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MARAHABA PARTICIPATE AT BOOT CAMP JAMBIANI ZANZIBAR

The musicians selected for the workshop included MsafiriZawose (Vocalist, Zeze/Irimba player), Wakazi (MC-Hip hop), One the Incredible (MC-Hip-hop, Producer), Grace Matata (Vocalist, Guitarist), Shabani Jam (Base/ Lead guitarist & keyboardist), Leonard Oscar Kayoyo (Base & lead guitarist), Annette Ngongi (Vocalist), Carol Anande (Vocalist, Spoken word) RemigiusSostenes (Drummer, Guitarist), Christopher ‘Topher Jax’ (Vocalist), Amina Omar (Taarab vocalist, Oud player), Willie HD (Producer, Base guitarist, keyboardist), Malfred (Reggae Vocalist, Guitarist) and Jeff Mduma (Vocalist & guitarist).    

 

The Baad Base guitarist  Leonard Oscar Kayoyo

The team also had the pleasure of sitting down with John Kitime, the veteran musician in Tanzania, who sat at the board of COSOTA (Tanzania Copyright Society) for years.  He brushed the team on copyright laws in the country, a topic the musicians found most interesting as questions never ceased.

Producer Sam Jones of Sound thread was another guest speaker at the serene surroundings of Red Monkey Lodge. He presented several recordings from his clients in East Africa who include the band Sarabi from Kenya. Slowly unpacking the ingredients of the same so as to showcase what makes a good record. 

Grace Matata charming
 the audience at the evening jam sessions

We learned what it took to put such a festival together and how without any grant from the government despite being a tourist attracting magnet injecting millions of USD into the economy. The organizers have to hustle in getting sponsors as ticket sales alone; don’t cover the costs of the four day festival. Reasons of which this year it was cancelled for the first time since its inception in 2004.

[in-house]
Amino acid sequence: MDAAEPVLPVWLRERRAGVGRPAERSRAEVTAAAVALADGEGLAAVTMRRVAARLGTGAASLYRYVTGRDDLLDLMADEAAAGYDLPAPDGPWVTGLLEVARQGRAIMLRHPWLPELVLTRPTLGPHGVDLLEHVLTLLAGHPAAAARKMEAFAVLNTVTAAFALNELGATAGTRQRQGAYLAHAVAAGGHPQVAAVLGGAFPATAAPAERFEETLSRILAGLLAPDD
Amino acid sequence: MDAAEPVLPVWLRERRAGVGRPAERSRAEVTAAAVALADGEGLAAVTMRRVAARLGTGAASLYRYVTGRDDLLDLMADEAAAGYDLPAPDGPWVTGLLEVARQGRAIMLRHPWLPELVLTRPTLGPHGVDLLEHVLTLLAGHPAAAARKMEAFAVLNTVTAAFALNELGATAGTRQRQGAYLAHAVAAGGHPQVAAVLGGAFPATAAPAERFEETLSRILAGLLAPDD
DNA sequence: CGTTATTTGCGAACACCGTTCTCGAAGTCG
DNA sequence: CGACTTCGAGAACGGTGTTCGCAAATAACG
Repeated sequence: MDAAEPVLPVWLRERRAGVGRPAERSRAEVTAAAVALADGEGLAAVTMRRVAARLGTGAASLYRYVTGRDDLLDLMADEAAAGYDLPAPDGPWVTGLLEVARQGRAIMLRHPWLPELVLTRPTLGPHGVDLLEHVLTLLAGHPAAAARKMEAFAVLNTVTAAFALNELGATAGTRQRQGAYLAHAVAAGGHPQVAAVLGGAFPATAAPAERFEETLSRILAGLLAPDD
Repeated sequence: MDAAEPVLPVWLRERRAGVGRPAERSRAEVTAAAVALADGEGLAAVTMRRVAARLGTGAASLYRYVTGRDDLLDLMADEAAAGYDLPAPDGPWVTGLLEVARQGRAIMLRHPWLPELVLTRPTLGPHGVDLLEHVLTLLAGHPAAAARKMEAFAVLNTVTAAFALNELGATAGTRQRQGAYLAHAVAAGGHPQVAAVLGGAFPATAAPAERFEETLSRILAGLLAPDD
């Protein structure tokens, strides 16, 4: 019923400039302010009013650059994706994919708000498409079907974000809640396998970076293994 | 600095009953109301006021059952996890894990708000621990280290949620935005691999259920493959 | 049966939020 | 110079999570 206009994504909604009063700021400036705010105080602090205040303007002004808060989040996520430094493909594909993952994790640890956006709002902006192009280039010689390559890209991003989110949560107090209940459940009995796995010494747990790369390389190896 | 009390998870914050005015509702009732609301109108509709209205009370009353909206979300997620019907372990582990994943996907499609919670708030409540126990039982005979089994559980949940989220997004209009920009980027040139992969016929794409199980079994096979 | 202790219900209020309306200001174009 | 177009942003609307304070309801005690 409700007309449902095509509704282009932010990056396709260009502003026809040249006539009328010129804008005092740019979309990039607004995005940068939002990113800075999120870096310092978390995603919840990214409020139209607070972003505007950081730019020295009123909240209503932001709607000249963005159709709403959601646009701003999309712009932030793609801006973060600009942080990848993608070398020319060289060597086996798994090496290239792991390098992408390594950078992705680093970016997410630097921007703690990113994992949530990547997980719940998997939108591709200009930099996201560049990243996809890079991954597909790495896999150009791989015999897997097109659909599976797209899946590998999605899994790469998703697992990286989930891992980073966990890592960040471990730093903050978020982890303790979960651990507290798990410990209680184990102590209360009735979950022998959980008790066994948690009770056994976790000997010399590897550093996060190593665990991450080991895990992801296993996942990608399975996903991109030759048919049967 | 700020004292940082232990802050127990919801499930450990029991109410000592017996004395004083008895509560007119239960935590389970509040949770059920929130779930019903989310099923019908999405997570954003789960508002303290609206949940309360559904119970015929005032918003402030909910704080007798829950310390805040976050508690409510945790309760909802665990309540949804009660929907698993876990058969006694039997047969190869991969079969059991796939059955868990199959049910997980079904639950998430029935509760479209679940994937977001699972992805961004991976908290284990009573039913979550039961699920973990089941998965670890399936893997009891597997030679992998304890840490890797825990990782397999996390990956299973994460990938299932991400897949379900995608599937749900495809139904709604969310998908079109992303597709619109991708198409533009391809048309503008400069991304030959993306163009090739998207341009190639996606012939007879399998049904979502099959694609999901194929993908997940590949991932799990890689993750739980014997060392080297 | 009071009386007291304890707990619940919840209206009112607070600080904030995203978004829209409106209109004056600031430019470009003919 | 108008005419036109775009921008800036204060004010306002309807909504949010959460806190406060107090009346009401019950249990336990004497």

Other speakers included Rebecca Corey one of the founders for the Tanzania Heritage Project an NGO currently working to preserve our nation’s rich aural history particularly music from the early 20th century in digital format. She showcased a documentary she was featured in (via CNN-Inside Africa).


With one of the main subjects being WaremaChacha a musician playing the ‘Litungu’, a musical instrument with origins in the Luo tribe. Rebecca went on to insist on the importance of having our music today, evolve from our own historical sounds. She cited MrChacha as a perishing gem which if more musicians don’t learn from, his skills on the instrument could well disappear from our ears.

The workshop left many of the participants enthused to pursue their careers with relish “We’re so glad that the musicians received this well, hopefully we’ll be able to pull this off next year and in the years to come…” Mark Dieler-owner of Red Monkey Lodge, an avid lover of music who gave the rooms at his lodge for free during this workshop.

The musicians made very creative collaborations be sure to expect some hot tracks from the bunch this year...  

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